Hungarian Opposition Attacks PM Viktor Orban After 'Major Loss'

Viktor Orban
Hungary's Prime Minister Viktor Orban in Brussels, Belgium, March 17. The low referendum turnout has put Orban's leadership under pressure. Francois Lenoir/Reuters

Hungarian Prime Minister Viktor Orban is facing a backlash from the opposition, including calls to resign, after a vote to reject EU migrant quotas failed to attract half of Hungary's voters.

The vote held Sunday showed strong support among voters for rejecting the EU's plan to relocate asylum seekers across members, based on the size of each nation's economy. The turnout fell well below the 50 percent required for a national referendum, meaning that the government faced heavy scrutiny for hailing the result as a triumph.

"We won," former prime minister Ferenc Gyurcsány, who now leads the opposition party Democratic Coalition, said Monday. He dismissed Sunday's vote as "Orban's referendum" and said the government had suffered a "major loss." He also said that his party was ready to begin talks this month about leading an opposition platform in the 2018 parliamentary elections.

Gyula Molnár, leader of the Socialist Party, also savaged the vote, criticizing the government for holding "a very expensive opinion poll" and a "shameful, deceitful and unlawful campaign of hate." He estimated that the total amount of money spent on the referendum was in excess of 55 million euros and vowed to investigate this in parliament.

The nationalist Jobbik party also condemned the referendum, calling it an "own goal" for Orban and asking for him to resign.

Some Hungarians mocked Orban's insistence that the referendum was successful for his ruling Fidesz party, by sharing footage of one of his party members looking on nervously behind him, as Orban addressed the result at a press event.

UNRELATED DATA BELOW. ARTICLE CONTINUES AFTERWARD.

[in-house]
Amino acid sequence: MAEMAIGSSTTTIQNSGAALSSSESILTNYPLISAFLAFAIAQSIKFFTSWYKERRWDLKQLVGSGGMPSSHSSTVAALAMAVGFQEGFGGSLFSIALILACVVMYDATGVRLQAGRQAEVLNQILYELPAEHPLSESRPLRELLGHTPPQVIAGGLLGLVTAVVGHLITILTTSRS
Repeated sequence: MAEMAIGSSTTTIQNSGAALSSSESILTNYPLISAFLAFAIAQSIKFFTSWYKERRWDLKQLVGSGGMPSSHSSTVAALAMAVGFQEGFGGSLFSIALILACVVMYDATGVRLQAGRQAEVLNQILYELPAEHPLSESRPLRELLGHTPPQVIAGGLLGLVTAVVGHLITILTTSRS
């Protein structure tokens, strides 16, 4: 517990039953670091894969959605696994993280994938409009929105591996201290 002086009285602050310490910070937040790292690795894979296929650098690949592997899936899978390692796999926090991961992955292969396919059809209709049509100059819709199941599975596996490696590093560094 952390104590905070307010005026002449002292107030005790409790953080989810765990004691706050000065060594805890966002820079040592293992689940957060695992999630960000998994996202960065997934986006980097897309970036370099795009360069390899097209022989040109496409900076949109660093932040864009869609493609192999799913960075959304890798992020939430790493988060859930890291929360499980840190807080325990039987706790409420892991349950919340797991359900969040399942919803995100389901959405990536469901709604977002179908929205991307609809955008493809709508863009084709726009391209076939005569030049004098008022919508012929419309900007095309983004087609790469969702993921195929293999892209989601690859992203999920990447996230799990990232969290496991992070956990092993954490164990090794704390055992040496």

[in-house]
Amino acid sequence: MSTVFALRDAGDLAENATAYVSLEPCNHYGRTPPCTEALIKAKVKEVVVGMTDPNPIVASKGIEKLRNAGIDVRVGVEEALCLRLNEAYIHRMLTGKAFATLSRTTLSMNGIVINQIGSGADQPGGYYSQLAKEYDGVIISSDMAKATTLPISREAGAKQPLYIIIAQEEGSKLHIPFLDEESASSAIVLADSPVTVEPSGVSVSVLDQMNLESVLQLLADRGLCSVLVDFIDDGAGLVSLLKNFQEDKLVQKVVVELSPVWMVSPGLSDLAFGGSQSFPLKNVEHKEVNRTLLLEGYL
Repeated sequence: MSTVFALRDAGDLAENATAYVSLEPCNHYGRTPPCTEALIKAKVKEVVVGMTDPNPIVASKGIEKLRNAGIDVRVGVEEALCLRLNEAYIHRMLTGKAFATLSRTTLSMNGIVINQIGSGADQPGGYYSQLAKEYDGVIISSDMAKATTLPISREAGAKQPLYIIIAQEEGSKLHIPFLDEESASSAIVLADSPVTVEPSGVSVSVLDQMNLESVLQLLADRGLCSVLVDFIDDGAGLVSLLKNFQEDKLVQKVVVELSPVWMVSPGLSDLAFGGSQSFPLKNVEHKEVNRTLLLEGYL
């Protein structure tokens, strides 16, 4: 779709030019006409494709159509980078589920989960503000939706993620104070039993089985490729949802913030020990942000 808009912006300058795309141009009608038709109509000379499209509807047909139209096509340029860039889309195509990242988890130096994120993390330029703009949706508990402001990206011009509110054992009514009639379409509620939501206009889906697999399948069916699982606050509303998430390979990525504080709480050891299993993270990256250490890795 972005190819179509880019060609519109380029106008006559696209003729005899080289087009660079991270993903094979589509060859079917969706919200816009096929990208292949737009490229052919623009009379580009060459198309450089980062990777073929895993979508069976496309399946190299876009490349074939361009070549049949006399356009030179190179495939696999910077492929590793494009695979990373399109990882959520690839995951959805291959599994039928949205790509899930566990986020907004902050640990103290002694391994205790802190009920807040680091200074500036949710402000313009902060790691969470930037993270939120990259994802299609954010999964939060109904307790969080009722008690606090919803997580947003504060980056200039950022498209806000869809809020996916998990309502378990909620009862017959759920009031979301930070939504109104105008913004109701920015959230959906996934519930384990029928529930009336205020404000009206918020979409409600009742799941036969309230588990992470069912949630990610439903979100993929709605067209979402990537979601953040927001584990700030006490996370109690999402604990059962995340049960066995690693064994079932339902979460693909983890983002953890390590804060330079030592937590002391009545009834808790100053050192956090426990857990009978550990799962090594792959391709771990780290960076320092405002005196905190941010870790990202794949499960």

Writing for Newsweek in the aftermath of the result, however, Orban's spokesman said that 3.3 million votes in a country of 8.2 million eligible voters is still one of the strongest mandates in Hungary's history.

Otilia Dhand, Central Europe analyst at Teneo Intelligence believes that the result is indeed disappointing for Orban, however, she is sceptical about the left's chances to form a formidable alternative in two years' time.

"In general, this is a somewhat disappointing result for Fidesz, but certainly not a situation in which Orban would be thinking of resigning," she says. "It is highly unlikely that the left would be able to form the next government after 2018."

Viktor Orban's Fidesz party is by far the strongest in parliament, boasting 114 seats in the 199-seat national assembly. The Socialist Party, which is the biggest party in opposition, only has 29 seats in comparison, and Dhand is sceptical that the left can mobilize a strong-enough coalition in the coming year, as the referendum shows enthusiasm for right-wing ideas persists.

"The number of 'no' voters is roughly the same as the combined vote of Fidesz and Jobbik in 2014," she says, indicating that Hungarian politics continue to veer towards the right wing.

"Fidesz is probably back to square one as compared to April 2014," she says. "Orban will need to find a new line to keep the voters distracted from domestic matters and broaden Fidesz's electoral pool at the same time. He will likely choose a more generic anti-Brussels line to do so."